As I passed Mount Tamalpais recently, I could only make out the hazy outline of Marin’s highest peak.
The mountain – and everything around it – was almost completely obscured by smoke from the forest fires. This disturbing reality is the prelude to what promises to be one of the worst fire seasons in state history.
Since the start of 2021, an astonishing number of nearly 7,000 wildfires have occurred across California – nearly 600 more than the state had experienced at the same time in 2020. The Dixie Fire has it. alone consumed well over 700,000 acres, making it the second largest recorded fire in state history.
In addition, California is in the throes of an unprecedented drought. On average, the Marin Municipal Water District reservoirs contain 61,526 acre-feet (or 77.33% of their capacity) at this point in the year. In contrast, only 30,281 acre-feet (38.1% capacity) were available as of August 26. The statistics are clear: Marin suffers from an exceptional drought. Disappointingly, we are 11% below the district mandated water conservation target of 40%. While counties in the state impose water restrictions, some people in Marin continue to keep their gardens and lawns well irrigated.
This shouldn’t be the new normal.
The cost of these environmental crises is immense. According to Drought.gov, Marin’s “exceptional drought” dramatically reduces crop yields and increases the risk of a “very expensive” fire season.
Although water restrictions are already in place, it is highly likely that further restrictions will be added as the crisis worsens.
In addition, our ecosystem is threatened. In droughts of this magnitude, forest mortality increases, wildlife deaths are widespread, fish have to be moved and algae blooms occur. Worse yet, our already severe fire season has been exacerbated by widespread drought.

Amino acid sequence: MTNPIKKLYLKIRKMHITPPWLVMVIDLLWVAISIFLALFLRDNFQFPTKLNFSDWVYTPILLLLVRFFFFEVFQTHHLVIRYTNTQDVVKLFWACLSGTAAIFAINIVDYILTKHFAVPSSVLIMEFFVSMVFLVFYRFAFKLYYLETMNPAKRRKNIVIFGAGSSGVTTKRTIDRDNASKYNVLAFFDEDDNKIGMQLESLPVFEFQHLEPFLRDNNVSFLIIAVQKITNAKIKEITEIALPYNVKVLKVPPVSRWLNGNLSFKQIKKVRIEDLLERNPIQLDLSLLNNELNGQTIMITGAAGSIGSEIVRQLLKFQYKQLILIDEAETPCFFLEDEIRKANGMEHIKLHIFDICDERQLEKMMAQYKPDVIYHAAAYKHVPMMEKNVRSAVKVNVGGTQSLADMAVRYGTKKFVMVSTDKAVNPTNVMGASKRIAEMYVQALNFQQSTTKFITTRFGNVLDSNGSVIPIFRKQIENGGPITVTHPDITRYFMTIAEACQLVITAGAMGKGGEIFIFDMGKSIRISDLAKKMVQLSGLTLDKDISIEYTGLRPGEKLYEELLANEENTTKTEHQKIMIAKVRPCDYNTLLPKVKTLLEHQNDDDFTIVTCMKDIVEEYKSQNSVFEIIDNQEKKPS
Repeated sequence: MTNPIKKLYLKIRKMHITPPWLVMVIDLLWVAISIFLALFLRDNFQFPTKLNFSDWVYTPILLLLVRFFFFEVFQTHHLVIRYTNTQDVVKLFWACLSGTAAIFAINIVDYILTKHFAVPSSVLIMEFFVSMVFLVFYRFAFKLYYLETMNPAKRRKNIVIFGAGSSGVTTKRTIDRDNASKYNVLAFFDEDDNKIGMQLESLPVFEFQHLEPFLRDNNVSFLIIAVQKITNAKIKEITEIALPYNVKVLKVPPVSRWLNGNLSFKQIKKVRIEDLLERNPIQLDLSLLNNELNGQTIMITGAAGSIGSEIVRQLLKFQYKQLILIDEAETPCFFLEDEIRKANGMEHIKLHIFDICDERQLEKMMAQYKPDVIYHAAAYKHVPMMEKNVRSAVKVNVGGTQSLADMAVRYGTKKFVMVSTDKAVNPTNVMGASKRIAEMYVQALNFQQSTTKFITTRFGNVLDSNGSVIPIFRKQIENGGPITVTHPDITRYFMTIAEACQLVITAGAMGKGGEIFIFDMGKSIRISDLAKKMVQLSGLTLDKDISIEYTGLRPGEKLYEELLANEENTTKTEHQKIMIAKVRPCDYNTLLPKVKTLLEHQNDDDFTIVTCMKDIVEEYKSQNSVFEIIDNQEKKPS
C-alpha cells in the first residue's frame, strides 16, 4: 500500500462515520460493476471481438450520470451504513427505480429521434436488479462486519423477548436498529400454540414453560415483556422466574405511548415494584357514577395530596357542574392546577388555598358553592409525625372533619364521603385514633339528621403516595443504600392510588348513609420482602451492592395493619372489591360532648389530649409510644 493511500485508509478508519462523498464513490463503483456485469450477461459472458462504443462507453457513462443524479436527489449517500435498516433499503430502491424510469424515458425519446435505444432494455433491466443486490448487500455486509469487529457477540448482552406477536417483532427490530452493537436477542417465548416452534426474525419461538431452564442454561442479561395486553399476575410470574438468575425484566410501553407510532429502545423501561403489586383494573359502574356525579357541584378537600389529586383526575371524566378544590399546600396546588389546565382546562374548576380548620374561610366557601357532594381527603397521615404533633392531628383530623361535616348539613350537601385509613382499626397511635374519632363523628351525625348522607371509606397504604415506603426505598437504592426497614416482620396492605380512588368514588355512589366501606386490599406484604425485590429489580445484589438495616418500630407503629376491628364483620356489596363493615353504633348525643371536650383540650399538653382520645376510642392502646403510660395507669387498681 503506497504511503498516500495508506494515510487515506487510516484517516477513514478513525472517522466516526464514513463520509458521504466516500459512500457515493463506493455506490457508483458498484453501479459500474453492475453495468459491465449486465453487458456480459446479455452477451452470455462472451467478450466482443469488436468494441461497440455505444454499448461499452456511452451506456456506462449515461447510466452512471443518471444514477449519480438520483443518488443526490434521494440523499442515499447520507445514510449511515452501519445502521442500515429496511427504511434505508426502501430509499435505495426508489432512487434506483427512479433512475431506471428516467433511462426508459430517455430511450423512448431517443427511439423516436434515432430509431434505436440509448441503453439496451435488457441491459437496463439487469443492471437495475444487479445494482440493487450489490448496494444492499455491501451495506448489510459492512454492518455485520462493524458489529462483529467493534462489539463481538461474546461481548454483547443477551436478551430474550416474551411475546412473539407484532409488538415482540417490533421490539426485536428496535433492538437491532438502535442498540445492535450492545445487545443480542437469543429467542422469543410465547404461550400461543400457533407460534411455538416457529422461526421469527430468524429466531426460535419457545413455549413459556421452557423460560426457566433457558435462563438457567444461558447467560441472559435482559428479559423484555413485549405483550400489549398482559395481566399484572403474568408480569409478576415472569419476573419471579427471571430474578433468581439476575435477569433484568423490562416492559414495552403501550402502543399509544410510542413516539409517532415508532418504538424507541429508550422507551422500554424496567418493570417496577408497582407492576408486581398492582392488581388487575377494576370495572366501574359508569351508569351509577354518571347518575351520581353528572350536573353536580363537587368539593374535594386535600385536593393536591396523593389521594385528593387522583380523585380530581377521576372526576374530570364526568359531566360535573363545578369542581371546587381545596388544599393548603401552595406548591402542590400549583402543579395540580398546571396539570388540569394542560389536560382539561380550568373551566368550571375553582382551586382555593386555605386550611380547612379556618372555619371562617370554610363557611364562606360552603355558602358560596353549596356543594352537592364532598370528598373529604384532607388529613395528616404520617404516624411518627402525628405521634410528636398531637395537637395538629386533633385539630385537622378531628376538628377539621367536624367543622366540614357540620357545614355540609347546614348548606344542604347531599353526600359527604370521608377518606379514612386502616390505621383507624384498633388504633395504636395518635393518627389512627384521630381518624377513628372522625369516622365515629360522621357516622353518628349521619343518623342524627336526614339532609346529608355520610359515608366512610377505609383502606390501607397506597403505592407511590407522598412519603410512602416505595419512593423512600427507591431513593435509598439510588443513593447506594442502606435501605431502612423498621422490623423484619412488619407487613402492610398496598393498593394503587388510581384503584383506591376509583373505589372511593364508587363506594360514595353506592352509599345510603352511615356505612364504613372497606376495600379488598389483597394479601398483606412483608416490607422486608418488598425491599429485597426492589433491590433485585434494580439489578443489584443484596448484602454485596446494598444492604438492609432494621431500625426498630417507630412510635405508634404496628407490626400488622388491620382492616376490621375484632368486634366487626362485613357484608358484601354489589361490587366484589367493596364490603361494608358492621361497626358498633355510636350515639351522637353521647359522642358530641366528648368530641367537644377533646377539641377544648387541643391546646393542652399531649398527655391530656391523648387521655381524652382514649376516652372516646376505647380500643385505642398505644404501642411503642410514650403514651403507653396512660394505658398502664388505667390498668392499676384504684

Part of the ferocity of the fires can be attributed to the abundant supply of tinder created by the drought. Until California receives more rain, vulnerable areas of the state will become drier and more combustible.
While the fire season has long been a reality for Californians, historical data shows that the annual phenomenon intensified significantly in 2017. This is no coincidence. In recent years, the state’s average temperature has risen dramatically due to global warming.
“This link to climate change is simple: Warmer temperatures dry up fuels,” bioclimatologist Park Williams told The New York Times. “In areas where fuels are plentiful and very dry, all you need is a spark. “
These conditions pose a serious threat. More than 2 million buildings in California (15% of the state’s total number of properties) are at “high to extreme risk” of damage from wildfires. Damage from fires destroys homes, communities and people’s lives.
While it is easy to be overwhelmed by these environmental crises, it is essential that we respond by taking action against them instead.
It is important to adhere to Marin’s water restrictions. In addition, there are many ways to conserve water. You can save hundreds of gallons every day by finding – and fixing – leaks in your toilet: pour several drops of food coloring into the tank; If the water in the bowl changes color, your appliance needs to be repaired.
Instead of your irrigation system, water your plants on an ad hoc basis. Only operate your washing machine when it is fully loaded.
Likewise, we must take an active role – both as individuals and as a state – in fighting the California wildfires.
According to the US Department of the Interior, up to 90% of fires are caused by human activity or neglect. While it is vital for county, state and national leaders to spend more money on – and create legislation for – wildfire mitigation, we cannot afford to get complacent. Each of us must play our part if we are to truly resolve the environmental crises that threaten Marin County.
Andrew Hanna, of San Rafael, is a high school student, freelance writer and soon to be published author.